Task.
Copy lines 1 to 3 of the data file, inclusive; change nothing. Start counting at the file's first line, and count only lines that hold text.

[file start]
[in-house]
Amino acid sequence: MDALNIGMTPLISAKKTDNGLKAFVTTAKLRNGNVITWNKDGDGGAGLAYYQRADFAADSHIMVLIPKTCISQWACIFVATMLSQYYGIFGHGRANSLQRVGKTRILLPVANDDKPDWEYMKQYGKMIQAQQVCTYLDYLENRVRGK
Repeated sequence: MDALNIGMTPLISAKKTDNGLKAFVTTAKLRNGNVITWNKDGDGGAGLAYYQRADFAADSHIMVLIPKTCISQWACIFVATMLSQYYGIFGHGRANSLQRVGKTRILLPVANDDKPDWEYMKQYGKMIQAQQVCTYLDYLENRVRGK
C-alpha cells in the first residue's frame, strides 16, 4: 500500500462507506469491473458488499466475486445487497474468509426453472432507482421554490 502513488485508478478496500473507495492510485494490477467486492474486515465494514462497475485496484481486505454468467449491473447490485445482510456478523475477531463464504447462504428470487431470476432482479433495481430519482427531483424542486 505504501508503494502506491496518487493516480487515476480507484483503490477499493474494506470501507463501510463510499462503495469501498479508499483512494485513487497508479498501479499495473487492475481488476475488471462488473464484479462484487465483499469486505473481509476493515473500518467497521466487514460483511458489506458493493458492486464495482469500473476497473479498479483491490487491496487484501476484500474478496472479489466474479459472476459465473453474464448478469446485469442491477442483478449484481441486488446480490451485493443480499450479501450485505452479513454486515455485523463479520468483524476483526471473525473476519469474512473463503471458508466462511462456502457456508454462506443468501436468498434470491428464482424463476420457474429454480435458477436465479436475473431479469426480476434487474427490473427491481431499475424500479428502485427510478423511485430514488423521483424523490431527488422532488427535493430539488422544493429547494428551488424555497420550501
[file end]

[in-house]
Amino acid sequence: MDALNIGMTPLISAKKTDNGLKAFVTTAKLRNGNVITWNKDGDGGAGLAYYQRADFAADSHIMVLIPKTCISQWACIFVATMLSQYYGIFGHGRANSLQRVGKTRILLPVANDDKPDWEYMKQYGKMIQAQQVCTYLDYLENRVRGK
Repeated sequence: MDALNIGMTPLISAKKTDNGLKAFVTTAKLRNGNVITWNKDGDGGAGLAYYQRADFAADSHIMVLIPKTCISQWACIFVATMLSQYYGIFGHGRANSLQRVGKTRILLPVANDDKPDWEYMKQYGKMIQAQQVCTYLDYLENRVRGK